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Council works around loss of redevelopment agency

With redevelopment gone, Glendale looks for another economic development tool.

April 06, 2012|By Brittany Levine,

As the result of an action Tuesday, Glendale now has the legal framework to establish an economic development organization. But it won’t be able to issue bonds or condemn property — attributes commonly associated with redevelopment agencies.

Bonding and imminent domain powers could still return if the state legislature creates a new program to replace now-defunct local redevelopment agencies, which were axed by a state mandate.

On Tuesday, with Mayor Laura Friedman absent, the City Council approved giving the city the ability to jump start economic activity using a variety of other tools, such as purchasing property and offering grants to businesses, that were once tied to its powerful redevelopment agency.


When state law put an end to redevelopment activities, the city had no other mechanism governing economic development on its books. The former redevelopment agency is partially responsible for Americana at Brand and Disney’s Creative Campus.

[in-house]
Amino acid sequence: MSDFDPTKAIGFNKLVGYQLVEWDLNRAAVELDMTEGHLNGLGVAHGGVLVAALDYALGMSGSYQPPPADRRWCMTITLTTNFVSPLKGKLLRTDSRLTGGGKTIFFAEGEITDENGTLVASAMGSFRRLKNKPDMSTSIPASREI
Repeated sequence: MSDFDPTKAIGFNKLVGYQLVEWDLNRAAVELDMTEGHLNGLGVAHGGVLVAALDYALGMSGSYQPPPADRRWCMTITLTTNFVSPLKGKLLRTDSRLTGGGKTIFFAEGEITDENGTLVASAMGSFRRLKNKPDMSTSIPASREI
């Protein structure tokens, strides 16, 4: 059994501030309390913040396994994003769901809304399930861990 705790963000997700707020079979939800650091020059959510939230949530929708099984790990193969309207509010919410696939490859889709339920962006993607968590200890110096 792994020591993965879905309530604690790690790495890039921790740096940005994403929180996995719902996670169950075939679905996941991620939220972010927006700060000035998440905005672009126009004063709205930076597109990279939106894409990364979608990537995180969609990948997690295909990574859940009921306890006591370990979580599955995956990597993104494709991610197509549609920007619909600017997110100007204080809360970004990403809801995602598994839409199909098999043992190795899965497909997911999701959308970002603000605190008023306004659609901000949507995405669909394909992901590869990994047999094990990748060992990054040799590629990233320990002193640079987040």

In February, a state mandate redirecting millions in incremental property taxes from city coffers to the state forced the closure of local redevelopment agencies across California.

City officials suggested the new economic development organization have the power to issue bonds and condemn property, but the council wouldn’t have it.

“I think we have to get going tomorrow in terms of economic development,” said Councilman Frank Quintero, “but these two provisions I think are a bit much.”

Councilman Ara Najarian agreed, noting that giving the city the ability to issue bonds didn’t sit well with him.

“I don’t want to create an expectation that this new ordinance will invite us to issue new bonds for debts,” Najarian said.

Despite cutting out the two sticking points, the newly approved economic development rules let the city do much of what the redevelopment agency once did, including buying and selling property, as well as disposing of property for fair-market or less than fair-market value, so long as it spurs economic development.

It could also offer grants, loans, tax rebates and other assistance to attract and retain businesses.

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